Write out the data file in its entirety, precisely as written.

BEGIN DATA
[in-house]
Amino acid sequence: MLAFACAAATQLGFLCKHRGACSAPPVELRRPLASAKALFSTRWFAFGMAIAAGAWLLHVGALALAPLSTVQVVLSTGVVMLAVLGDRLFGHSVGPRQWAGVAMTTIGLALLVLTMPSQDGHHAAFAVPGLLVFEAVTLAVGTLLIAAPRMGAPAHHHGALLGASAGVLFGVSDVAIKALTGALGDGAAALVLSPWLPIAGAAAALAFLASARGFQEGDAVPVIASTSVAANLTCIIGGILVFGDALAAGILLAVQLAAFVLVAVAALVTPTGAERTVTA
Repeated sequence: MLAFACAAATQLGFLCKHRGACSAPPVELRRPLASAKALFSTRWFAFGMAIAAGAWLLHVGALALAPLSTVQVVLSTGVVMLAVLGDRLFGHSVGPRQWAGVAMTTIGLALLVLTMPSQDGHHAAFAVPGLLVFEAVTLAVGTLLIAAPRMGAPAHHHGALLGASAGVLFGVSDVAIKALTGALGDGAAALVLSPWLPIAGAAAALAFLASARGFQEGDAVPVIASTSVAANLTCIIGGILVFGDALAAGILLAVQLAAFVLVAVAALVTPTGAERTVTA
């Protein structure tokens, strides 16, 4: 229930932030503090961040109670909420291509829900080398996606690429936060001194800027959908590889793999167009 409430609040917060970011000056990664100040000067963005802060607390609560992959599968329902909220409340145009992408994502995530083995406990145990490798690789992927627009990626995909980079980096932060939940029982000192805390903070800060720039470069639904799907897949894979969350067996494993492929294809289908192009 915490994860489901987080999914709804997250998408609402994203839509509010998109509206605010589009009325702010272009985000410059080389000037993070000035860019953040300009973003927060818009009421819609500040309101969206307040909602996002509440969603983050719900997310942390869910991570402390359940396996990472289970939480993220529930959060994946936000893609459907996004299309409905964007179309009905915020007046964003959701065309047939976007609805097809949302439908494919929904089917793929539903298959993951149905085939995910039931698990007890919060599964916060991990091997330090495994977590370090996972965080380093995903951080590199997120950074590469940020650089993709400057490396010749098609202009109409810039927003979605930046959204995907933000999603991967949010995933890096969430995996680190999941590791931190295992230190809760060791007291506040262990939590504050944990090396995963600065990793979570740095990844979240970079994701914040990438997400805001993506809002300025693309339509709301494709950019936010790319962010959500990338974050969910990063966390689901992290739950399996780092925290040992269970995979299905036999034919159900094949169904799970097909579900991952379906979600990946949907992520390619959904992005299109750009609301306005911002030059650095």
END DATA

[in-house]
Amino acid sequence: MLAFACAAATQLGFLCKHRGACSAPPVELRRPLASAKALFSTRWFAFGMAIAAGAWLLHVGALALAPLSTVQVVLSTGVVMLAVLGDRLFGHSVGPRQWAGVAMTTIGLALLVLTMPSQDGHHAAFAVPGLLVFEAVTLAVGTLLIAAPRMGAPAHHHGALLGASAGVLFGVSDVAIKALTGALGDGAAALVLSPWLPIAGAAAALAFLASARGFQEGDAVPVIASTSVAANLTCIIGGILVFGDALAAGILLAVQLAAFVLVAVAALVTPTGAERTVTA
Repeated sequence: MLAFACAAATQLGFLCKHRGACSAPPVELRRPLASAKALFSTRWFAFGMAIAAGAWLLHVGALALAPLSTVQVVLSTGVVMLAVLGDRLFGHSVGPRQWAGVAMTTIGLALLVLTMPSQDGHHAAFAVPGLLVFEAVTLAVGTLLIAAPRMGAPAHHHGALLGASAGVLFGVSDVAIKALTGALGDGAAALVLSPWLPIAGAAAALAFLASARGFQEGDAVPVIASTSVAANLTCIIGGILVFGDALAAGILLAVQLAAFVLVAVAALVTPTGAERTVTA
């Protein structure tokens, strides 16, 4: 229930932030503090961040109670909420291509829900080398996606690429936060001194800027959908590889793999167009 409430609040917060970011000056990664100040000067963005802060607390609560992959599968329902909220409340145009992408994502995530083995406990145990490798690789992927627009990626995909980079980096932060939940029982000192805390903070800060720039470069639904799907897949894979969350067996494993492929294809289908192009 915490994860489901987080999914709804997250998408609402994203839509509010998109509206605010589009009325702010272009985000410059080389000037993070000035860019953040300009973003927060818009009421819609500040309101969206307040909602996002509440969603983050719900997310942390869910991570402390359940396996990472289970939480993220529930959060994946936000893609459907996004299309409905964007179309009905915020007046964003959701065309047939976007609805097809949302439908494919929904089917793929539903298959993951149905085939995910039931698990007890919060599964916060991990091997330090495994977590370090996972965080380093995903951080590199997120950074590469940020650089993709400057490396010749098609202009109409810039927003979605930046959204995907933000999603991967949010995933890096969430995996680190999941590791931190295992230190809760060791007291506040262990939590504050944990090396995963600065990793979570740095990844979240970079994701914040990438997400805001993506809002300025693309339509709301494709950019936010790319962010959500990338974050969910990063966390689901992290739950399996780092925290040992269970995979299905036999034919159900094949169904799970097909579900991952379906979600990946949907992520390619959904992005299109750009609301306005911002030059650095």